The prehistory of the West Mojave Area spans four general temporal periods: Late Pleistocene and Early, Middle, and Late Holocene. In light of the many cultural sequences, the temporal periods are described below.

*Late Pleistocene (20,000 – 10,000 BP)*

Despite some claims for very early human occupation within the Planning Area (Davis et al. 1980), the earliest well-documented evidence is found in the form of the distinctive fluted Clovis-style projectile points that have been found at scattered locations throughout the region (Rondeau et al. 2007). Because these points are typically found on the surface and are not associated with radiocarbon assays, the dating of these early occupations remain problematic. However, Olivella shell beads from several sites within the Planning Area, including the Stahl Site in Inyo County, one site in Riverside County and four sites in San Bernardino County (Goldstone, Awl Site, Rodgers Ridge and Flood Pond), have yielded radiocarbon dates with the Late Pleistocene range. These sites were located adjacent to lakes or marshes and often contain a variety of artifacts such as scraping tools, leaf-shaped bifaces and associated debitage (Erlandson et al. 2007; Fitzgerald et al. 2005). Based on the relatively high frequency of points and scrapers, these early groups have traditionally been seen as mobile big-game hunters; however, recent studies suggest that their economies were more diverse and focused on smaller animals and plants, with large game playing a minor role (Erlandson et al. 2007). They are believed to have lived in small populations in temporary camps located near permanent water sources (Sutton et al. 2007).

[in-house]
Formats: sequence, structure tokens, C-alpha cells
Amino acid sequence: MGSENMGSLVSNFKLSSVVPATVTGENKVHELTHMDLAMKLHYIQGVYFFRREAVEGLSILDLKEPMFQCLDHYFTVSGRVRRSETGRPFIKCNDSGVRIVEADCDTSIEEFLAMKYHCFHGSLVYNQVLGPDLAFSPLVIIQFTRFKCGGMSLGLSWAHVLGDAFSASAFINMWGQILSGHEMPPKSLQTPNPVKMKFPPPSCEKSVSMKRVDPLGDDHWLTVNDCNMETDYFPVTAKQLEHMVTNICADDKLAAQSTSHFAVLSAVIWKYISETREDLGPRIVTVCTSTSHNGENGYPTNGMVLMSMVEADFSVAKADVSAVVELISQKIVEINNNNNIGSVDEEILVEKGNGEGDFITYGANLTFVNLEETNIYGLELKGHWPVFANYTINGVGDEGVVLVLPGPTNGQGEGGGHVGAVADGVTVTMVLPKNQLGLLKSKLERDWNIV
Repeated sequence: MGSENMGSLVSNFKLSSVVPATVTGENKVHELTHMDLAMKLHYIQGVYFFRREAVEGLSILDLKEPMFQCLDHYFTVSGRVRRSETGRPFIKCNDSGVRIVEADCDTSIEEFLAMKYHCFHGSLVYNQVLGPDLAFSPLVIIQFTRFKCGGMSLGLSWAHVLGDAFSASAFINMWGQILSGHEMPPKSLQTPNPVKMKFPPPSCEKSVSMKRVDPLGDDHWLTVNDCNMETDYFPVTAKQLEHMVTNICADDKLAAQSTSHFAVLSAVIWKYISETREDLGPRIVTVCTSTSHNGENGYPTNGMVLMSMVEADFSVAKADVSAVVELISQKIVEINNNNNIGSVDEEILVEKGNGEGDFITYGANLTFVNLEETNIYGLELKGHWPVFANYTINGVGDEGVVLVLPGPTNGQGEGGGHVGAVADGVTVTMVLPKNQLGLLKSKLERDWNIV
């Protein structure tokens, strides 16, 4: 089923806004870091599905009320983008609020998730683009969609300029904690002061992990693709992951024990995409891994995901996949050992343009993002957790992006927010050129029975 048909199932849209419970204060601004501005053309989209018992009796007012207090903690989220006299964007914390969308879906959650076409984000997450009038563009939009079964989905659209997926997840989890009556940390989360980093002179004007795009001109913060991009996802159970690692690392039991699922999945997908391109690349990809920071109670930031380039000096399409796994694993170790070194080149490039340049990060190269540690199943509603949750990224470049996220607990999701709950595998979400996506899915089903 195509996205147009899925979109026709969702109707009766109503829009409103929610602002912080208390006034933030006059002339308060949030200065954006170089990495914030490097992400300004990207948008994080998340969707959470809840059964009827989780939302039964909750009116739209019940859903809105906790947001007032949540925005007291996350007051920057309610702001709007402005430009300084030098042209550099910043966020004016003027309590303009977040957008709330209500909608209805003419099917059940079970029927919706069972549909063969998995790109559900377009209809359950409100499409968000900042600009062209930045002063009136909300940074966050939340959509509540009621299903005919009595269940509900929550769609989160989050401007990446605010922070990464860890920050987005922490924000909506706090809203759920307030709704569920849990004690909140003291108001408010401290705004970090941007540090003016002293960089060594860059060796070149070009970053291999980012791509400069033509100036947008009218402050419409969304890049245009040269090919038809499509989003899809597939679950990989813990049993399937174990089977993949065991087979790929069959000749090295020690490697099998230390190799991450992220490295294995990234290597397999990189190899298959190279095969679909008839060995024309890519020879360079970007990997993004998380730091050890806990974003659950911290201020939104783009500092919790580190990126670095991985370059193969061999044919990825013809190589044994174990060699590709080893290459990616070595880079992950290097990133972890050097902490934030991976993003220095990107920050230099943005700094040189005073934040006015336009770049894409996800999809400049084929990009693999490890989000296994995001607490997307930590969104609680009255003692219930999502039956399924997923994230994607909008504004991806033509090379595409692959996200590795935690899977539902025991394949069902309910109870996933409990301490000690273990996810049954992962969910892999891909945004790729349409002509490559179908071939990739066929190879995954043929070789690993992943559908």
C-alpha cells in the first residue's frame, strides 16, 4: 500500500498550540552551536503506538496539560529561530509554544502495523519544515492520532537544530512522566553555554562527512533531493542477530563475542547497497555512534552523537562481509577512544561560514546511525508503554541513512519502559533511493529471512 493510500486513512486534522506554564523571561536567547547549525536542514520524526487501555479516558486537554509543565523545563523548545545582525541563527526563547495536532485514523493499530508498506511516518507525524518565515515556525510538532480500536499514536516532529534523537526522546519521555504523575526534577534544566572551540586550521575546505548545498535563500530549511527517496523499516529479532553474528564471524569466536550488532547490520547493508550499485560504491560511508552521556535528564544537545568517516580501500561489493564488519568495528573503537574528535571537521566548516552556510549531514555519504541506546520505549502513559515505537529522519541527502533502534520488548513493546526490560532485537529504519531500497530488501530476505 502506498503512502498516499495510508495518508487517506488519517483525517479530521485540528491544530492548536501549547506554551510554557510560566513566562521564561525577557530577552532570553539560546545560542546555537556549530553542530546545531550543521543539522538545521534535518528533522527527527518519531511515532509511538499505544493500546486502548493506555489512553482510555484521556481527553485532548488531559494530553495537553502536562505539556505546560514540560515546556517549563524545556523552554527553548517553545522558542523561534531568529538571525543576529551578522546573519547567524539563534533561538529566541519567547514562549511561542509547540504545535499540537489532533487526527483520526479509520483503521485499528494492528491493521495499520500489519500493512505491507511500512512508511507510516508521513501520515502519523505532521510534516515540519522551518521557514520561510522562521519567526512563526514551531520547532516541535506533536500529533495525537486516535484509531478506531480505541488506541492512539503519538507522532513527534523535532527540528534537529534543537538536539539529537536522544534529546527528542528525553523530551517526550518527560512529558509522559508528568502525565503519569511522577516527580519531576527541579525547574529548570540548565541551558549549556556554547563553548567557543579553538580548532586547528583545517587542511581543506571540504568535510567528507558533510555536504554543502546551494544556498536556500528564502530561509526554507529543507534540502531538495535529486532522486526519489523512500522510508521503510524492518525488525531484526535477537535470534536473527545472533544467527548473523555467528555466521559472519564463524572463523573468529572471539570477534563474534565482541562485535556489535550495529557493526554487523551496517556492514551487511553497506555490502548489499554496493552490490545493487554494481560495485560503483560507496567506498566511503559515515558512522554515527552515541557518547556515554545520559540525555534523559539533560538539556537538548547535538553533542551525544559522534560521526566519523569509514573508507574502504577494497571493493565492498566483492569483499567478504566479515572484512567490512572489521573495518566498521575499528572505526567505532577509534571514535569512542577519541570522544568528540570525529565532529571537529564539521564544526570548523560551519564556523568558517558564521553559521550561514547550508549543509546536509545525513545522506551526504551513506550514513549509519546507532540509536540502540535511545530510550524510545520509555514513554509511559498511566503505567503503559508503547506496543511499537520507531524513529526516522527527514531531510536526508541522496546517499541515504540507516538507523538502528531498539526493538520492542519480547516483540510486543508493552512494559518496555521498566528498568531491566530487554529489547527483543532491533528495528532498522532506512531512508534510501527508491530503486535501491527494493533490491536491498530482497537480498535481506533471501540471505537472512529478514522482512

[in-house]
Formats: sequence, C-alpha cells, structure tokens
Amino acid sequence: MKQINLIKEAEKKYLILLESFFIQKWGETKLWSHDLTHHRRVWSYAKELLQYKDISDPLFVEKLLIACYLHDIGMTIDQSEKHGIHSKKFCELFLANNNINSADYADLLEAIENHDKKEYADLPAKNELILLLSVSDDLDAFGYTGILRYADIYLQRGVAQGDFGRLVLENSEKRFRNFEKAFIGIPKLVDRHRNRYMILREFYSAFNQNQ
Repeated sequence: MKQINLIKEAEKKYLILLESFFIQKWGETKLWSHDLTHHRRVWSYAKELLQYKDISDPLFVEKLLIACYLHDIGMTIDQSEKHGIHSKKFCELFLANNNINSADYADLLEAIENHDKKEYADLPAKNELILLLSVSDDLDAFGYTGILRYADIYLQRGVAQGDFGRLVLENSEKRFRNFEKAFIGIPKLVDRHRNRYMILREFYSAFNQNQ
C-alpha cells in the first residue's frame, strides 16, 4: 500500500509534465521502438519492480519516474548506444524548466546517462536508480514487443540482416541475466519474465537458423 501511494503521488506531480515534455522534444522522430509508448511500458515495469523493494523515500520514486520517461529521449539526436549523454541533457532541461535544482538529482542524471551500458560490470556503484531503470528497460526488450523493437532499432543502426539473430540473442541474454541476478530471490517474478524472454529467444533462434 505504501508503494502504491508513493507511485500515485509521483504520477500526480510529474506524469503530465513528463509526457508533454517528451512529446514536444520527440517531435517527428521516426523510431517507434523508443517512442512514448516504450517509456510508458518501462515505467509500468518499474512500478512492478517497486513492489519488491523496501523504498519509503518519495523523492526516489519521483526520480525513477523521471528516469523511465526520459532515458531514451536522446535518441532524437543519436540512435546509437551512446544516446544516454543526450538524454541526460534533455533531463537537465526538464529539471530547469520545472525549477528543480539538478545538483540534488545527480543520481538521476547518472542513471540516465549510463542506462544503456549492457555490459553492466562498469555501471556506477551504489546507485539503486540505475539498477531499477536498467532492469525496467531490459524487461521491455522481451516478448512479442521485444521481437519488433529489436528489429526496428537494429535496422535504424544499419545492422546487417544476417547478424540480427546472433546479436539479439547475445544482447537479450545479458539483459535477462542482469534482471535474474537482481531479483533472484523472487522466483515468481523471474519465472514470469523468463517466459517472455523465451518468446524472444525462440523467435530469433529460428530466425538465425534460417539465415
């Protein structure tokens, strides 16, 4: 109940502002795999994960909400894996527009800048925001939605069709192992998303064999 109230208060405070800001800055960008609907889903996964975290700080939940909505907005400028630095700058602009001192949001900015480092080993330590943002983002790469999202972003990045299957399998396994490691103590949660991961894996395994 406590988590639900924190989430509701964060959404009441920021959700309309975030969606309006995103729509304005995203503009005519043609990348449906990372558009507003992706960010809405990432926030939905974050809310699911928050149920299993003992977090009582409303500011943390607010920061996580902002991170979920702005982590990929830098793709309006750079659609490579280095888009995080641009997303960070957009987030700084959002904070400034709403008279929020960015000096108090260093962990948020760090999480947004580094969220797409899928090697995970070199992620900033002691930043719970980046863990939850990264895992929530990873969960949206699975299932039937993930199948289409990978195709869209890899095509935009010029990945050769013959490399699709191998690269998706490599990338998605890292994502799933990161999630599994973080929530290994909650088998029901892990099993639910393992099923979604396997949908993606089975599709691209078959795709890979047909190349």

*Early Holocene (10,000 – 7,500 BP)*

In general, the transition from the terminal Wisconsin to the Early Holocene within the Mojave Desert was characterized by somewhat warmer and increasingly drier conditions. Pluvial lakes, while still present in the region, were generally retreating and had dried completely by around 8,000 years ago. Human use of the desert is manifested by the Lake Mojave Complex, which occurred between approximately 10,000 and 8,000 year ago, and is characterized by projectile points of the Great Basin Stemmed series and abundant bifaces, steep-edged unifaces, crescents, occasional cobble-core tools and groundstone implements. Sites attributed to the Lake Mojave Complex have usually been found only as surface deposits and lack materials suitable for dating. However, some radiocarbon dates have been obtained for sites at Lake Mojave, Fort Irwin, Twentynine Palms, Rosamond Lake and China Lake (Sutton et al. 2007). These sites are frequently found on the shorelines of pluvial lakes. Site types include residential bases, lithic workshops and small camps, and settlement patterns are seen as highly mobile, with small social units visiting resource patches on seasonal rounds. Faunal remains have been found in limited quantities at Lake Mojave sites, but evidence from excavations at Fort Irwin suggest hunting focused on small game, reptiles and rodents (Sutton et al. 2007).

*Middle Holocene (7,500 – 4,000 BP)*

During the first part of the Middle Holocene, a drier climate resulted in a sporadic and relatively short-duration appearance of shallow desert lakes. Researchers have posited that during this period settlement within the Mojave Desert, there was a focus on upland contexts along remnant pluvial lake basins, channels and at spring/seep locations. During the early part of the Middle Holocene, the Pinto Complex (7,000 to 4,000 BP) appeared in the area encompassed by the Planning Area. Radiocarbon dates from some sites in the Mojave Desert suggest that there was an overlap between the Lake Mojave and Pinto complexes and that the Pinto Complex may have begun in the Early Holocene (Sutton et al. 2007). The artifact assemblages include Pinto points, leaf-shaped points and knives, drills, heavy-keeled scrapers, retouched flakes, choppers, hammerstones and shell beads. Manos and flat milling stones also appear in abundance for the first time in the Mojave Desert. Based on this high abundance of milling tools, intensive plant exploitation was one of the inhabitants’ subsistence strategies and access to plant resources must have been an important factor in determining site placement (Sutton et al. 2007). Groups most likely consisted of multiple families living in centralized sites logistically close to locations used to gather resources (Sutton et al. 2007).